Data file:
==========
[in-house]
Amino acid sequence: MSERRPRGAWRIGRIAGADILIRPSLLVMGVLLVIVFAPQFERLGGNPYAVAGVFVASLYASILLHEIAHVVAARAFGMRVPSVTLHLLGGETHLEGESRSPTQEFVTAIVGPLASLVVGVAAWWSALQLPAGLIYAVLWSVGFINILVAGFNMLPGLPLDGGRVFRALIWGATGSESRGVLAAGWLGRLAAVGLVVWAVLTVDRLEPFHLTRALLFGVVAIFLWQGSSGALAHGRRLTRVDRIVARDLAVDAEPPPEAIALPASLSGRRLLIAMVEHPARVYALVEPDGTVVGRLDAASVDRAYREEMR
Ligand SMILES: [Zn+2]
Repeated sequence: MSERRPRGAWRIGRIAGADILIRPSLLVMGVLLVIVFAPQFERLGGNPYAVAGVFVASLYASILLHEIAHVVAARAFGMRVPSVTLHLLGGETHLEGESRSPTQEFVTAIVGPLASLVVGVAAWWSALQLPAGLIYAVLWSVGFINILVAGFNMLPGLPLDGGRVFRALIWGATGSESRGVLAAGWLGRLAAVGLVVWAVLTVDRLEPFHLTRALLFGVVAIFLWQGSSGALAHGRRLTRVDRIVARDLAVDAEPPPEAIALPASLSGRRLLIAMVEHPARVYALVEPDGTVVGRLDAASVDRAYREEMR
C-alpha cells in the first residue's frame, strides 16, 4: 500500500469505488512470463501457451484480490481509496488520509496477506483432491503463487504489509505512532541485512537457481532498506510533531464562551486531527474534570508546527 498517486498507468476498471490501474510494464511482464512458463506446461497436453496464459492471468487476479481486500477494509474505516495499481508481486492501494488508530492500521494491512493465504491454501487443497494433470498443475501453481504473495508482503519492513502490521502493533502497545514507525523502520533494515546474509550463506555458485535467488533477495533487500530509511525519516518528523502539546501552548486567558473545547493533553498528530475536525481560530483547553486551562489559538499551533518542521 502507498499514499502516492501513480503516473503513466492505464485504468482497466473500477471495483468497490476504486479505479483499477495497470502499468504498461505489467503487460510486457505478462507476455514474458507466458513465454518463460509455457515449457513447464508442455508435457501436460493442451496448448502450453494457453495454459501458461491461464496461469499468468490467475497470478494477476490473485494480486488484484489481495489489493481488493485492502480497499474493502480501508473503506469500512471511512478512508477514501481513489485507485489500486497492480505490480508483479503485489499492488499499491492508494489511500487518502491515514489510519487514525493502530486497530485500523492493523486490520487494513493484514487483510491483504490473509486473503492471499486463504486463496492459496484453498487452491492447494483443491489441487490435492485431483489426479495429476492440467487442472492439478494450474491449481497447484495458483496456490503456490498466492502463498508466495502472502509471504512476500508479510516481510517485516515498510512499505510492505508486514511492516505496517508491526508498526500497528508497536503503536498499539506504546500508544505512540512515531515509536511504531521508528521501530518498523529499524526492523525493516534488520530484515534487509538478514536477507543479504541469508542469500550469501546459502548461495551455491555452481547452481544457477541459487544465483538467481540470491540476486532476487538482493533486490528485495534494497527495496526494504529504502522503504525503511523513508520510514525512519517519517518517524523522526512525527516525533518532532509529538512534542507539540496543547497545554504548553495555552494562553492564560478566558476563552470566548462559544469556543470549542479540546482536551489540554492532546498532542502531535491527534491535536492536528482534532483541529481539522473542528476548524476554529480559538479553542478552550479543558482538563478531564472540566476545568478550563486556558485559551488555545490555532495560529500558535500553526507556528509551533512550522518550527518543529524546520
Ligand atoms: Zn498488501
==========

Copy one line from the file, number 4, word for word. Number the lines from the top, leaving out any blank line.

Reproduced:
Repeated sequence: MSERRPRGAWRIGRIAGADILIRPSLLVMGVLLVIVFAPQFERLGGNPYAVAGVFVASLYASILLHEIAHVVAARAFGMRVPSVTLHLLGGETHLEGESRSPTQEFVTAIVGPLASLVVGVAAWWSALQLPAGLIYAVLWSVGFINILVAGFNMLPGLPLDGGRVFRALIWGATGSESRGVLAAGWLGRLAAVGLVVWAVLTVDRLEPFHLTRALLFGVVAIFLWQGSSGALAHGRRLTRVDRIVARDLAVDAEPPPEAIALPASLSGRRLLIAMVEHPARVYALVEPDGTVVGRLDAASVDRAYREEMR